## How to estimate acreage of a property

Yesterday, I explained how
to map your property boundaries from a deed. I told you to use a
sheet of graph paper for your mapping, but didn't mention that the
purpose of the graph paper is to make it easy to measure the acreage of
your property.

Your first step is to
figure out how much land area one square equates to. My graph
paper has four squares per inch and the scale of my map is one
centimeter for every 200 feet, which means (using the math shown in the
second image) that each square is equal to 127 feet on each side.

The area of the square
is 127 feet times 127 feet, or 16,129 square feet. Since one acre
contains 43,560 square feet, one of my graph paper squares bounds 0.37
acres.

Now
for the fun part --- counting squares! First, count how many
squares are entirely contained in your property boundary, making a mark
inside each one so you don't double count it. If you want to get
a very accurate estimate (and spend all day at this project), you can
then estimate the percent of each boundary square that's within your
property, but I simply divide partial squares up into three categories
--- those approximately 75% contained in the property, those half
contained in the property, and those 25% contained in the
property. I count how many squares fit in each of these
categories, putting a dot in each square once again as I count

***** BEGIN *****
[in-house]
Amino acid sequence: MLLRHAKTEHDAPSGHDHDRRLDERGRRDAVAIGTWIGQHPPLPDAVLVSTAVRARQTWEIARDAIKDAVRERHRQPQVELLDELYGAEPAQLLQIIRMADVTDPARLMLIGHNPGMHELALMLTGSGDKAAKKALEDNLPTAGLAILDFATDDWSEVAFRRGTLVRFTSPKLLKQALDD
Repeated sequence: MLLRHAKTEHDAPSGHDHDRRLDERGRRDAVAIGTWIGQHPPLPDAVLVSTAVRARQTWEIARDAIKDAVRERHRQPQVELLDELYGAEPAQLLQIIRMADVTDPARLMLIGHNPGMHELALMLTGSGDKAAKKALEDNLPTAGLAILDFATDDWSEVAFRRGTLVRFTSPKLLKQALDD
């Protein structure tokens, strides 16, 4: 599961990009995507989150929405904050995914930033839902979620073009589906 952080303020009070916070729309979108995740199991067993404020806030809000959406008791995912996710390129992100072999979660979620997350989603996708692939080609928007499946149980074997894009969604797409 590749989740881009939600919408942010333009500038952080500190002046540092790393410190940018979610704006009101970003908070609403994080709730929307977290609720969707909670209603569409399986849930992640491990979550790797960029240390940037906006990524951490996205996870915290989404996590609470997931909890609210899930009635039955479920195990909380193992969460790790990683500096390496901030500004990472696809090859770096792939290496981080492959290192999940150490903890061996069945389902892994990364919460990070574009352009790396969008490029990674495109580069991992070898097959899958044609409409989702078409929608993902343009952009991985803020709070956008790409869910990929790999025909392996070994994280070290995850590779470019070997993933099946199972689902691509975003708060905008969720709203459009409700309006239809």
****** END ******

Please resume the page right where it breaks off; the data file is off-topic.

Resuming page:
it.

A little math shows that
my property consists of approximately 154.25 squares, or 57.1
acres. The deed listed the property as 57.72 acres, so it looks
like my mapping and math were pretty good!

You can use this same
technique to estimate the acreage of parts of your property from a topo map or aerial
photo. For example, do you want to know how big that cleared area
is? Just figure out the scale, trace the boundaries onto a sheet
of graph paper, and go to town. Or you could use Google
Planimeter....

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**About us:**Anna Hess and Mark Hamilton spent over a decade living self-sufficiently in the mountains of Virginia before moving north to start over from scratch in the foothills of Ohio. They've experimented with permaculture, no-till gardening, trailersteading, home-based microbusinesses and much more, writing about their adventures in both blogs and books.

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If you already have all the numbers in a spreadsheet, and you can calculate the coordinates of the points, then calculating the area of a closed polygon is relatively straightforward. Based on the numbers you published, I get 57.48 acres.

Maggie --- I enjoy it too.

Roland --- Funny to hear that the real acreage is midway between my estimate and the deed's estimate.

For those reading along at home, you can download Roland's spreadsheet, fill in your own data, and plot your boundaries and measure acreage the easy way! Thanks so much for sharing that, Roland!